AUGUSTA, Maine — The largest gun control group in the country is renewing calls for an assault-style weapons ban and a red flag law in Maine after last week’s shooting in Lewiston.
Everytown for Gun Safety, the national group started by ex-New York City Mayor Michael Bloomberg, along with Moms Demand Action, support those measures while state lawmakers debate whether guns, mental health or missed warning signs are more pertinent in the wake of the Oct. 25 mass shooting that killed 18 people and injured 13 others.
Mainers rejected an expanded background check referendum pushed by Everytown in 2016. After Maine’s worst mass shooting, the group wants a red flag law and a ban on assault-style weapons like the one used by the Lewiston gunman. The latter idea has been embraced by U.S. Rep. Jared Golden, a Democrat from Lewiston, and President Joe Biden.
“This tragedy was able to turn as deadly as it was because of access to an assault weapon, a weapon invented for the battlefield to wreak as much havoc as possible in a matter of seconds,” said Alisa Conroy Morton, the deputy chapter leader of Moms Demand Action in Maine.
Changes may not come easily. Maine has loose gun laws, a strong hunting culture and a Constitution saying the right to bear arms “shall never be questioned” despite the executive and legislative branches being controlled fully by Democrats since the 2018 election.
Gov. Janet Mills expressed support for gun control, such as a red flag law along with bump stock and high-capacity magazine bans, in a contested primary that year. After winning office, she dissuaded lawmakers from bringing forward gun control measures and opposed magazine limits as well as a red flag law in a 2022 Sportsman’s Alliance of Maine questionnaire.
In 2019, Mills and the gun-rights alliance worked together to water down a red flag proposal and instead reach a “yellow flag” compromise in 2019 that has been used more than 80 times since its inception.
Most scrutiny since the Lewiston shooting has revolved around how family of the gunman, 40-year-old Robert Card II of Bowdoin, and a fellow Army reservist warned police earlier this year he was gathering firearms while becoming paranoid and claiming the businesses he ended up targeting were “broadcasting” he was a pedophile. Card was found dead from an apparent self-inflicted gunshot Friday in Lisbon after a 48-hour manhunt.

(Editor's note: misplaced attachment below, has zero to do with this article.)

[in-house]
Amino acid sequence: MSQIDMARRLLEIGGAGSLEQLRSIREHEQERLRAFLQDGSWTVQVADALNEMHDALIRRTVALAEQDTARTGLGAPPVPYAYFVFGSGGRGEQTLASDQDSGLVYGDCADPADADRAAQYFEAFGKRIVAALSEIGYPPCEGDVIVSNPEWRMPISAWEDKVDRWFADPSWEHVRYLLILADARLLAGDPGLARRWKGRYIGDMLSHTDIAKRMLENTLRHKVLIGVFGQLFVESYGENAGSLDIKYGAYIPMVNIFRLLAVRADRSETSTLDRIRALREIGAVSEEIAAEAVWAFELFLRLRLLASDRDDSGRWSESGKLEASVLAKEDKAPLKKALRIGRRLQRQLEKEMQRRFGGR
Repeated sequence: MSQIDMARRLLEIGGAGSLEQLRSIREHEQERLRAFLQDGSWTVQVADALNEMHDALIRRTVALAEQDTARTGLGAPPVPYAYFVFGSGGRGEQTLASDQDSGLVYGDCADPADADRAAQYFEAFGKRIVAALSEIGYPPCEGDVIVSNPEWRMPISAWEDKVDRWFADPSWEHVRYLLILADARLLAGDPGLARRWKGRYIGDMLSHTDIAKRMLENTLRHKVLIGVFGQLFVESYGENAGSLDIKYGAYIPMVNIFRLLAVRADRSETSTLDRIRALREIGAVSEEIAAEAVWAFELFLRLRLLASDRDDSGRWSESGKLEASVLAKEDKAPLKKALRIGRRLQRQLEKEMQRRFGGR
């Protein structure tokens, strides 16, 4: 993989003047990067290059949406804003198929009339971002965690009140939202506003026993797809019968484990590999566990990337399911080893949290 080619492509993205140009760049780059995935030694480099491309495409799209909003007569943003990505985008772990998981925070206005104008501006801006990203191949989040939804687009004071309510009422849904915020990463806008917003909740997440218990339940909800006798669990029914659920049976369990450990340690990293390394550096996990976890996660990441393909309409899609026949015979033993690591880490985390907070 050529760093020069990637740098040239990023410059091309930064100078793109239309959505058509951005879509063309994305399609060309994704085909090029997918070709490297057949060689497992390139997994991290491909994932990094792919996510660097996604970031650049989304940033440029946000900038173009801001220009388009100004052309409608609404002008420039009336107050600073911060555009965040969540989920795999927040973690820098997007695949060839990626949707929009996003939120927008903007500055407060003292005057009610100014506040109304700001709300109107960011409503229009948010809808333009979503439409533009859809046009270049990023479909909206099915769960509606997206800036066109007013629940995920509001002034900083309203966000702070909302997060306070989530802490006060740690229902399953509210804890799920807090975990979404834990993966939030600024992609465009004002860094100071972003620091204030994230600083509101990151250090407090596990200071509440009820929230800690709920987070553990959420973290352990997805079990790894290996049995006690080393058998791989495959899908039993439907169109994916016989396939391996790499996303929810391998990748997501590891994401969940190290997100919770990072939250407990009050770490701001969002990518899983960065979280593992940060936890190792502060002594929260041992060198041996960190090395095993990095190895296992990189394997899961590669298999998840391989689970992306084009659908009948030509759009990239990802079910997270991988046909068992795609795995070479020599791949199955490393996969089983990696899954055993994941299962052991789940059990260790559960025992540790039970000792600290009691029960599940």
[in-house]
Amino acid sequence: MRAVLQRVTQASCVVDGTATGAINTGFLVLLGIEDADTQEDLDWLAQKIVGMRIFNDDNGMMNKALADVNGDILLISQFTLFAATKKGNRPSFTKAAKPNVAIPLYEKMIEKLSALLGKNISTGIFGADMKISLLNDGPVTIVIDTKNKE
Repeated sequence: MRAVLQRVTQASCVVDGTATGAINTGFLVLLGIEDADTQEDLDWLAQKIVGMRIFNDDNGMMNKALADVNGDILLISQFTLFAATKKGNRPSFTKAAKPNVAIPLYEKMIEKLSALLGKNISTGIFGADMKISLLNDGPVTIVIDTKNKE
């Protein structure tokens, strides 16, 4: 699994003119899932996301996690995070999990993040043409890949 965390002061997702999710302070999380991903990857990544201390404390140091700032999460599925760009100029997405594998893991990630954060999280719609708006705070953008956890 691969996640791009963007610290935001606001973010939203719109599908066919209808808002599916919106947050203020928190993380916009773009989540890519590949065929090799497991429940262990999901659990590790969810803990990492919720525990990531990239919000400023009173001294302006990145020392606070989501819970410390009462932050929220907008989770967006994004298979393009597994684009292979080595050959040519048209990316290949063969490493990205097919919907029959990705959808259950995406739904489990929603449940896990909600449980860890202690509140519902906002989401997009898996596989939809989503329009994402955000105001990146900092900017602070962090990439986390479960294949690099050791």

Red flag laws in 21 states allow police and family to petition courts to confiscate dangerous weapons from people deemed dangerous, while Maine’s yellow flag measure requires a medical professional to evaluate and deem the person a threat.
Experts have said the law should have been triggered in Card’s case, though it may not have prevented the shooting. Gun control advocates have argued Maine’s yellow flag law is not strong enough both before and after the Lewiston shootings, while David Trahan, the executive director of the sportsman’s alliance, said the existing law “has undoubtedly saved lives.”
Trahan said during a WVOM radio interview Tuesday the debate should focus on how police did not take action on warnings about Card. Assistant Senate Minority Leader Lisa Keim, R-Dixfield, who sponsored the 2019 yellow flag bill, agreed and said increased access to mental health treatment is needed.
“Where were the mistakes made?” Trahan asked. “How do we enhance the training so that this never happens again?”
Other gun control bills during Mills’ tenure have stalled in the Legislature, including a 2019 measure from then-state Rep. Barbara Cardone, D-Bangor, to stop the sale of high-capacity magazines that contain more than 10 rounds of ammunition and proposals this year to create 72-hour waiting periods on gun purchases and ban bump stocks.
Several Democratic lawmakers told the Bangor Daily News a ban on assault-style weapons and red flag law should now receive consideration. The Legislative Council, a 10-member panel of top lawmakers, will only approve “emergency” bills for debate in the 2024 session. Its Oct. 26 meeting was postponed due to the shooting.
Sen. Joe Baldacci, D-Bangor, who voted against this year’s waiting period and background check bills, wants Maine to work with the federal government to create a public online registry of people prohibited from possessing firearms and a system for guns to be surrendered.
“Those are things we could do without major changes to current law,” Baldacci said.
A conservative lawmaker from Lewiston’s twin city of Auburn is more focused on mental health regulations. Rep. Laurel Libby, R-Auburn, said she submitted Sunday an emergency bill that would repeal requirements for Maine’s inpatient and outpatient mental health care facilities.
Certain health care providers must obtain state and competitor approval under Certificate of Need rules to make major changes, such as building new facilities or offering new services. Libby, a former practicing nurse, noted these fees can run up to $200,000 and that her bill would tackle a root cause of gun violence.
The Legislature twice previously defeated similar bills from Libby. Research has been mixed on how well Certificate of Need laws in three dozen states hold down costs. Groups such as the American Hospital Association argue the rules protect nonprofits from a glut of for-profit providers.
“What are we worried about? We’re going to have too much mental health care in Maine?” Libby said. “There’s no downside.”